Where there are disagreements, sometimes the two militaries just tacitly agree to let things lie. Since November, when China announced an Air Defense Identification Zone over waters it disputes with South Korea and Japan, “we haven’t had any direct dialogue with the Chinese about the establishment of that ADIZ,” Locklear said. “We don’t recognize it, militarily we don’t conform to it, [and] it just doesn’t enter into the dialogue of discussions with the PLA.”
In fact, today Locklear sounded more worried about the Russians than the Chinese. “In the last couple of years,” he said — predating the intervention in the Ukraine — there’s been a significant increase in Russian probes at US airspace. “It’s concerning, because now you have basically Cold War-kind of activities with long-range bombers that are flying in the direction of the US ADIZ from Russian soil,” Locklear said. Nevertheless, “they don’t have a robust force in Pacific, neither a maritime or an air force, at this stage.”
Meanwhile the US continues to move forward — albeit in baby steps — with old allies and new partners. In the Philippines, which has long been ambivalent about its old colonial masters, there are discussions about potential operating locations for US forces. “Let me reiterate again that the US has no desire or plans to build any US bases anywhere else in the world,” Locklear said. “The plan with our Filipino allies was where we might be able to put a shared facility.”
So far, the two sides are working well together. “They have made the initial movements [and] we like what we see, [but] it’s broad and general at this point in time,” Locklear said. “There’s no been real dialogue yet about [specific] places that we would do this.”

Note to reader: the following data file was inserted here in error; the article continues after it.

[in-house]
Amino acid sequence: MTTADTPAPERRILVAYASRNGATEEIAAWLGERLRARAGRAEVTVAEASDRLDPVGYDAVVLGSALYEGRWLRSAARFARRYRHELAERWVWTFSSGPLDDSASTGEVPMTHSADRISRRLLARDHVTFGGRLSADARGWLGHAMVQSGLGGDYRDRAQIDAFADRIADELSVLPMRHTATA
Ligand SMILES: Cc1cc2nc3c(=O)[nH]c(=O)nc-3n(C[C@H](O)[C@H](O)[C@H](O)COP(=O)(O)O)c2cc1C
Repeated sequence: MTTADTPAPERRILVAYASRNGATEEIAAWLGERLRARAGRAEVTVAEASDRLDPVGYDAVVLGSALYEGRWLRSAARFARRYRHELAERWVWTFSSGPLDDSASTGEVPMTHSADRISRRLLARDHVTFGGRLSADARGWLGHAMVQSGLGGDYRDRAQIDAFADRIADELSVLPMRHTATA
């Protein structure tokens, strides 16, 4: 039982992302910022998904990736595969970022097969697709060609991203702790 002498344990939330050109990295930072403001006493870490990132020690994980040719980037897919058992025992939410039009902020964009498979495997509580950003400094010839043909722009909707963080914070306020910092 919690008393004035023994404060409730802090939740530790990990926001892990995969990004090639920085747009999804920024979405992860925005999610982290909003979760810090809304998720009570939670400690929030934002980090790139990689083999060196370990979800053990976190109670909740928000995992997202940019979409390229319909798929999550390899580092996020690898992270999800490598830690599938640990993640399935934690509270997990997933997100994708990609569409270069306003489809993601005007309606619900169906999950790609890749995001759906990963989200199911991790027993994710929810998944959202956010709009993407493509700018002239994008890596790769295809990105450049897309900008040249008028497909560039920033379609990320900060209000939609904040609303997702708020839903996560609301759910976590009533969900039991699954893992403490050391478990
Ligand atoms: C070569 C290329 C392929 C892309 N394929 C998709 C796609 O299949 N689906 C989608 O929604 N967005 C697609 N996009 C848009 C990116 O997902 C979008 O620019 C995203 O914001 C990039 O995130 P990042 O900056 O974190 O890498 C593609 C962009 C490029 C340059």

Then there’s Vietnam, a country that fought the US for a decade but has fought the Chinese twice since then (and countless times in its history before). Should the US lift its longstanding arms embargo on Hanoi? While Locklear deferred to the ongoing political decision-making, he did say his military advice was that it was time to “consider” changes.
“We are in the nascent, early stages of talking about what type of military assistance we provide to Vietnam,” he cautioned. “You have to have the discussion about whether you can provide them lethal aid or not. That dialogue’s still going on and that decision has really yet to be made.”
Locklear did single out one area of cooperation, however, both with Vietnam and Asian-Pacific countries in general: “awareness” of both the airspace and waters around their countries. “We’re particularly interested in helping them understand, where we can, what’s happening in their backyard,” he said.
While Locklear didn’t get into specifics, that need for “maritime domain awareness” is driving Australia and India to purchase Boeing P-8 Poseidon reconnaissance planes. It could create a major market for surveillance drones like Northrop Grumman’s new MQ-4C Triton.
Though the drone is still in development, “we have a team, as I stand here today… down in Australia,” Triton program manager Capt. Jim Hoke told reporters Tuesday. “The Australians are very interested in building that into a full-up FMS [foreign military sales] case at some point.” There’s also interest from Japan, he said, as well as European allies like Germany and the UK.
Unarmed drones, communications networks, and other “awareness” equipment may be one way the US can profitably assist its Asian allies without escalating the regional arms race through the sale of lethal weapons. If Pacific countries can monitor their maritime borders and airspace better, in fact, they might keep China from imagining it can get away with some very dangerous things.